by Stacy Sinclair
Against the backdrop of recent awareness-building events designed to bolster against the political sludge oozing out of Washington DC, I spent Friday, April 28th at the 11th Annual Summit on Sustainability at the Getty Center, put together by the Los Angeles Business Council. There was no shortage of powerful rhetoric, but there was a new flavor of grit in the air with distinct undertones of local pride.
The message of the day – that California will “stay the path” – changes environmentalism from a movement to a value that permeates all we do because innovative thinking and transformational technologies around persistent challenges are our primary export. Just as Apple and Google changed how we communicate, Disney impacted how we entertain ourselves, and Tesla is changing how we power transportation, a paradigm shift is happening in green building. From a focus on energy efficiencies, the landscape is now looking toward a net-zero horizon.
As more people migrate to Los Angeles, the demand for livable places and enriched spaces is on the rise. As a result, there has never been more pressure on developing green infrastructure, innovating energy solutions and citywide planning to work at the building, neighborhood and grid scales to support increasing urban density without increasing consumption. Los Angeles wants energy independence. To get there, we need to set our rudder on a pathway forward. To chart a true course, we need to learn as much as we can every day. To rais this level of knowledge we need to recruit new talent or up-train from within.
Recruitment is expensive, risky, and requires diversion of mission-focused costs. What’s more, most job descriptions are doomed to give employers exactly what they don’t want. Job posts are specific and geared to specialization, but with an aging workforce, there are fewer applicants who are plug-and-play for such jobs. Similarly, applicants err on the side of quantity, throwing resumes against the “easy apply now” button hoping a few will get through the funnel, accept a job because its offered, and move on in two years because movement looks like success.
There’s another way. Attract more interesting applicants who bring varied experiences. Broaden your search so these applicants are not screened out. The interesting job postings are those with an on-boarding plan, who advertise skill development and cultural assimilation as part of the expectations of employment. These companies know what they want and they’re willing to create it. Those who advertise for a long-term hire in today’s culture of on-demand, at-will and temporary positions are making a statement, an investment in loyalty.
We ask potential employees to invest blindly in a career they imagine, but don’t really know – and can’t until they invest – to get certifications, degrees, internships, apprenticeships, and volunteer experience. It’s no wonder we need special programs to entice diversity into our field, almost apologetically. To excite the people you want into the pipeline, they need assurances, clear career pathways to get in to be of maximum value.
If you still aren’t getting the applicants you want, then look at the training programs you’re recruiting from. The initial training in K16 sets the expectations of future employees. Leaving this enculturation to programs out of touch or antiquated but well meaning doesn’t help. Just as business wants predictability in order to plan strategically, education and training need resources to prime long-term outlooks and realize efficiencies of scale. When funding is stable, industry can benefit from more:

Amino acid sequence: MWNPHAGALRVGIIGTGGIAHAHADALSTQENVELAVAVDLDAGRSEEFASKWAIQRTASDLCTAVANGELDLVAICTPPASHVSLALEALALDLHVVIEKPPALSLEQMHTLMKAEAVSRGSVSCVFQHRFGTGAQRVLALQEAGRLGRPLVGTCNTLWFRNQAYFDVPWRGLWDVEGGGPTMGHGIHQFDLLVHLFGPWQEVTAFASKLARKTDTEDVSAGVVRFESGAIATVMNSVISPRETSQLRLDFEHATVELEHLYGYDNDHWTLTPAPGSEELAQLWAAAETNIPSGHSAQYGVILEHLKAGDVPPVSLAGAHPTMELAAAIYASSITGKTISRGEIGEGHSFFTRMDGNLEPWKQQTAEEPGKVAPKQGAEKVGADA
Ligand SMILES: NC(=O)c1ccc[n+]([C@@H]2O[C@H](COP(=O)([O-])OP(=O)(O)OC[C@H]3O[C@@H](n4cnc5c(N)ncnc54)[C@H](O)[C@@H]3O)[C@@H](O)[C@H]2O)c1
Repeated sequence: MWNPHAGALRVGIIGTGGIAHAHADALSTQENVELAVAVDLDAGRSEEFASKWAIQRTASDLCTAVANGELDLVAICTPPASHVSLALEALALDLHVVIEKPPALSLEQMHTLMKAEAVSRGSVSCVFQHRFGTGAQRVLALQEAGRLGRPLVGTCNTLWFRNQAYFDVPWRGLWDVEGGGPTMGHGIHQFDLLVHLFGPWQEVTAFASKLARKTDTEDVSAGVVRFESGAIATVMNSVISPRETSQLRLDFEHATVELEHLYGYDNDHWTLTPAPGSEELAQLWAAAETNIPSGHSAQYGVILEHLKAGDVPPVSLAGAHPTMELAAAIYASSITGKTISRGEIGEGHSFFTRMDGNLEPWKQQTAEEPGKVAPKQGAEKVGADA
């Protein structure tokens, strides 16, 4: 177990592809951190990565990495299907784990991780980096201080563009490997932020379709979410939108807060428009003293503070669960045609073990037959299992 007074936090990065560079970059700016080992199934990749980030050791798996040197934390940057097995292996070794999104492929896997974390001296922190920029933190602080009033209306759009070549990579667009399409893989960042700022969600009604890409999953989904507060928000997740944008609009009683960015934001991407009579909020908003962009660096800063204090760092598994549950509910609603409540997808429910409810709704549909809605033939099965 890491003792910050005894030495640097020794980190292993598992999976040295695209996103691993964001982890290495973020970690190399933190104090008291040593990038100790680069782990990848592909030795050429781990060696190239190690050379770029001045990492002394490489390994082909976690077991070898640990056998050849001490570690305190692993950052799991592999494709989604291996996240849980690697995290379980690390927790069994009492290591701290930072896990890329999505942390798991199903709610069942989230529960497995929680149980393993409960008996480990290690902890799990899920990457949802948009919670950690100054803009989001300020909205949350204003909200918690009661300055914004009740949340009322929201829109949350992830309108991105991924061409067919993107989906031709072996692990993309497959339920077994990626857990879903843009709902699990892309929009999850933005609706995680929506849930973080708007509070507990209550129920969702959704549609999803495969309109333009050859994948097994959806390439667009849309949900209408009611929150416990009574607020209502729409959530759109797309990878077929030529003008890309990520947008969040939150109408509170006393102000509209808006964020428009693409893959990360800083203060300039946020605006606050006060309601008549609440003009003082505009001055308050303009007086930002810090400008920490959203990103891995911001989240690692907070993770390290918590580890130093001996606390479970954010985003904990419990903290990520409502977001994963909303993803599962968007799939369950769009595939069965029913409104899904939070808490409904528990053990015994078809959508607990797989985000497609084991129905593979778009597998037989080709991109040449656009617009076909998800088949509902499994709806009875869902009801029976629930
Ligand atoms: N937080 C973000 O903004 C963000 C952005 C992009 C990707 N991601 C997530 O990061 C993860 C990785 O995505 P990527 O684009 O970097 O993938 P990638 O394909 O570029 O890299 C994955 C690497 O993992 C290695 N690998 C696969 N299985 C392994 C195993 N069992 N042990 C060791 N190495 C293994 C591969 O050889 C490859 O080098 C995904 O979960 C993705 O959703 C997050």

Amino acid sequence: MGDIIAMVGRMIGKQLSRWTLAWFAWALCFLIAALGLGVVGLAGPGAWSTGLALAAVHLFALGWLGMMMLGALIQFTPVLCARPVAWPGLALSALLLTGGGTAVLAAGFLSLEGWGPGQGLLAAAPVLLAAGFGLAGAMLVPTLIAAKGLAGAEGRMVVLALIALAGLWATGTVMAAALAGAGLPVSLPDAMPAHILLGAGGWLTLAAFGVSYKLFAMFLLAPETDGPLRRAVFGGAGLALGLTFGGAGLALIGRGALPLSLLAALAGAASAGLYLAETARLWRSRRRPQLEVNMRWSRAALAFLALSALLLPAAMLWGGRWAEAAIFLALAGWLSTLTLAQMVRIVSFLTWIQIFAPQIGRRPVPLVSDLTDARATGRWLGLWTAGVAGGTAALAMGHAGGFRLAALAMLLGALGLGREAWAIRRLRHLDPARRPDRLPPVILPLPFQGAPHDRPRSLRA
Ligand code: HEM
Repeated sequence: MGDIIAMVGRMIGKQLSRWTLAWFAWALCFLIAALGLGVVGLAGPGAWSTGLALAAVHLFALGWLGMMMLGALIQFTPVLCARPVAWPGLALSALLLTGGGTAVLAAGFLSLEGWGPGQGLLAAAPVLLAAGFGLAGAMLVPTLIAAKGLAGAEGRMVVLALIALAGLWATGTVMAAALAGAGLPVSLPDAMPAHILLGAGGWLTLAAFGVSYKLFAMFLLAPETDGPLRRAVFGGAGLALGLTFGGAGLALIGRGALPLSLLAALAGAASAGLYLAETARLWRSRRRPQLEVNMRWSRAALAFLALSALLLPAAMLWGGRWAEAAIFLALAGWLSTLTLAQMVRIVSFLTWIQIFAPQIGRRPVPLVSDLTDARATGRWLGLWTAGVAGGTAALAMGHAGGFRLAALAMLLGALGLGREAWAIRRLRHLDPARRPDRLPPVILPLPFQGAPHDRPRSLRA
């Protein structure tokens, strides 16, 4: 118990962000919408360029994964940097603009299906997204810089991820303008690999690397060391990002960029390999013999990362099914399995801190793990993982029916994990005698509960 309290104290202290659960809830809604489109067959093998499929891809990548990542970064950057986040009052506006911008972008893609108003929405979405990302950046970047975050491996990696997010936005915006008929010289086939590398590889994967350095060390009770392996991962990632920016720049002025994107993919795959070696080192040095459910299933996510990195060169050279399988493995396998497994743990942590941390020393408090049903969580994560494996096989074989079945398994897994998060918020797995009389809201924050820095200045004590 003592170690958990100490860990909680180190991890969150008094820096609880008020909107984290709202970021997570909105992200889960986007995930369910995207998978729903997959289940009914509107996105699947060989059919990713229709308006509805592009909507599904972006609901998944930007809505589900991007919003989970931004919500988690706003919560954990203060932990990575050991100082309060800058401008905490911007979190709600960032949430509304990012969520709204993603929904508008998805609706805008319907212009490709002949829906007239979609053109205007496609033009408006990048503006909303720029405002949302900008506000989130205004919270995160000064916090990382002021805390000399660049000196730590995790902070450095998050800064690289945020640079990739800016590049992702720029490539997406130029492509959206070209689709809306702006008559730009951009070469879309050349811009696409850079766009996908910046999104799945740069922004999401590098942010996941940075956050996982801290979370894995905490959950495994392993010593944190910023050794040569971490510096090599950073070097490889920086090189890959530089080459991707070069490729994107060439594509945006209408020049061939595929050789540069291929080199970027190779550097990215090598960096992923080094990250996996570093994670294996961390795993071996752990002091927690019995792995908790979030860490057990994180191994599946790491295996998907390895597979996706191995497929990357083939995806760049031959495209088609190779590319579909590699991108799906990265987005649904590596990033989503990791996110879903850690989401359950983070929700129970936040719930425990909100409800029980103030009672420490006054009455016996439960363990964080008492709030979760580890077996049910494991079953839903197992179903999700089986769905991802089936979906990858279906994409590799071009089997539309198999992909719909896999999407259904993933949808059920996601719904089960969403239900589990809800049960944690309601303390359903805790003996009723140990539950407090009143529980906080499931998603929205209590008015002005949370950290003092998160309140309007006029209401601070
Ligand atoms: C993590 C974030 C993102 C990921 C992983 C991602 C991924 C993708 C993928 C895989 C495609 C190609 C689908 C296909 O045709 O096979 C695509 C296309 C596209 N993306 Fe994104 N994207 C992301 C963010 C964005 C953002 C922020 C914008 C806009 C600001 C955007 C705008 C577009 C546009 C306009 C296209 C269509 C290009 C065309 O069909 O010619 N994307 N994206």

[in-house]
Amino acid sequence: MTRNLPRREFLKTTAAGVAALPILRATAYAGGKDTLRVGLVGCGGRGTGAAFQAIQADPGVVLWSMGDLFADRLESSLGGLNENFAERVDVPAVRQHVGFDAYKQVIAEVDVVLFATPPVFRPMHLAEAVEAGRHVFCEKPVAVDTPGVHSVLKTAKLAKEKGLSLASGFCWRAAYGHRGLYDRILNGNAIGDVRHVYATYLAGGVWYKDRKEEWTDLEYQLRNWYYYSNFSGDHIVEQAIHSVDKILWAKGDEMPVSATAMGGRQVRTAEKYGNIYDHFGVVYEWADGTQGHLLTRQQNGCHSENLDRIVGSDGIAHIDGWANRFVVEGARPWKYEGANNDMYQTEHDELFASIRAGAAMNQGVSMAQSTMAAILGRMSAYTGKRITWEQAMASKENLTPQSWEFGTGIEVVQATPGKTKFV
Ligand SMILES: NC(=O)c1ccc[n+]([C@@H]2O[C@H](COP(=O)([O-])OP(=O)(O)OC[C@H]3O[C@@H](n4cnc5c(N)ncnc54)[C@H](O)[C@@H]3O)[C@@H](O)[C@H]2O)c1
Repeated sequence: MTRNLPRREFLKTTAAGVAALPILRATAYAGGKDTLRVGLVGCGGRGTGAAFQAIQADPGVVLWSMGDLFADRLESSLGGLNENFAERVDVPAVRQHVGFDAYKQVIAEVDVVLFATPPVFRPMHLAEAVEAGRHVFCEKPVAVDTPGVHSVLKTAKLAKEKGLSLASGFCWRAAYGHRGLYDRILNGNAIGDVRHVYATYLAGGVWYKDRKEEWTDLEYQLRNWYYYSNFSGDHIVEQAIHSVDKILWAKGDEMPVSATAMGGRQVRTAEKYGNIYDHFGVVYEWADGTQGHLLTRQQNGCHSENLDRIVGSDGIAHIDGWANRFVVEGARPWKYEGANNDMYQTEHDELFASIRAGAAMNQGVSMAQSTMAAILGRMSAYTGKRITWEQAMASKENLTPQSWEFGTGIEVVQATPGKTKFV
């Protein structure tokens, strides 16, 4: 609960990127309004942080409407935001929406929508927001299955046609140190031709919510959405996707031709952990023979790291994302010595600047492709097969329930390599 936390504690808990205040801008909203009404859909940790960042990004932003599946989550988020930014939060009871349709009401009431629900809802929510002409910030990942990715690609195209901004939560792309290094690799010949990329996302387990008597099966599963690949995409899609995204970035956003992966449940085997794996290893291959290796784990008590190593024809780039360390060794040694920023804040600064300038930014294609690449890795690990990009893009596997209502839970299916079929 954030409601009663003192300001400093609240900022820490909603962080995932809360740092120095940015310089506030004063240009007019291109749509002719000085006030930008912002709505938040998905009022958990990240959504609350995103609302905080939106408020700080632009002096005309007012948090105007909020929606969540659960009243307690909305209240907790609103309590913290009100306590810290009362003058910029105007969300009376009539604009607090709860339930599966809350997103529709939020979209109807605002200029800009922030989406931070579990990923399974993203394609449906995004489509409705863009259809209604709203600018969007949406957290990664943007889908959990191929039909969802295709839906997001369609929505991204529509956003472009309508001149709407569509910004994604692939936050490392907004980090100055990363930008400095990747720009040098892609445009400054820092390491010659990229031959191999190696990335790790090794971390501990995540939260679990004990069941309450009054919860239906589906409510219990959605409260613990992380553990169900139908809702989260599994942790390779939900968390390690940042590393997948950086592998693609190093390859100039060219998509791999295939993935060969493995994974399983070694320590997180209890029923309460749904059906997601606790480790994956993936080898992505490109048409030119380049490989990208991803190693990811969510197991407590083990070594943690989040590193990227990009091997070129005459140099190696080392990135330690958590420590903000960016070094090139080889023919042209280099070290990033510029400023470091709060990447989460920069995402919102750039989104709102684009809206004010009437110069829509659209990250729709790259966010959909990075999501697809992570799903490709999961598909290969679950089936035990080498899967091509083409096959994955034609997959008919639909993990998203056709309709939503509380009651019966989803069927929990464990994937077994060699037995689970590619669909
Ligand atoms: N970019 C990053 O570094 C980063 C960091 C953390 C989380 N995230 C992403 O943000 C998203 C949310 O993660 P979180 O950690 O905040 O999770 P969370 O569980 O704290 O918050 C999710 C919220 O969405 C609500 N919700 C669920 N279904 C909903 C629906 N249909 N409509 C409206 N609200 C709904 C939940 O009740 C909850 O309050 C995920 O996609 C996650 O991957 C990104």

*Authentic partnerships between companies and professional organizations, mentoring middle and high schools, providing real world applications for the skills students are learning in engineering design and critical thinking;
*Career development through community colleges and universities by providing access to today’s technology and instructors who know how to use it;
*Workforce development for adults at all entry-points that includes placement into appropriate positions upon successful program completion; and
*Impactful on-the-job training that builds cross-pollination of ideas and skills for future innovation.
We live in a laboratory and the experiments of training and education are people’s lives. We can do better if we get in the way. Where do you want to see progress? Whether you are looking at developing local or global obstacles, a knowledgeable workforce will always be at the center of the solution. The education engine can proceed as it always has and produce what it typically does, or you can be a part of changing it. I invite you to get in the way of the status quo and realize the workforce you’ve always imagined.
How will you improve workforce training? Please join the conversation by contacting me directly at firstname.lastname@example.org or leaving your thoughts here.
Thank you to those whose ideas, innovations and unique perspectives are captured above:
*Andrew McAllister, California Energy Commission
*Ted Bardacke, Director of Infrastructure, Mayor Garcetti’s Office
*Ed Mazria, Architecture 2030
*Eric Garcetti, Mayor of Los Angeles
*Eric Strauss, PhD, LMU – Center for Urban Resilience>
*Kevin de León, Senate President Pro Tempore
*Michael Stoll, Professor, University of California Los Angeles Luskin School
*William Funderburk, Jr., LADWP Commissioner
*Xavier Becerra, Attorney General of California
Stacy Sinclair is an accomplished educator and author. She is partnering with USGBC-LA to explore perspectives that drive decision-making on issues related to sustainability and resilience
Your email address will not be published. Required fields are marked *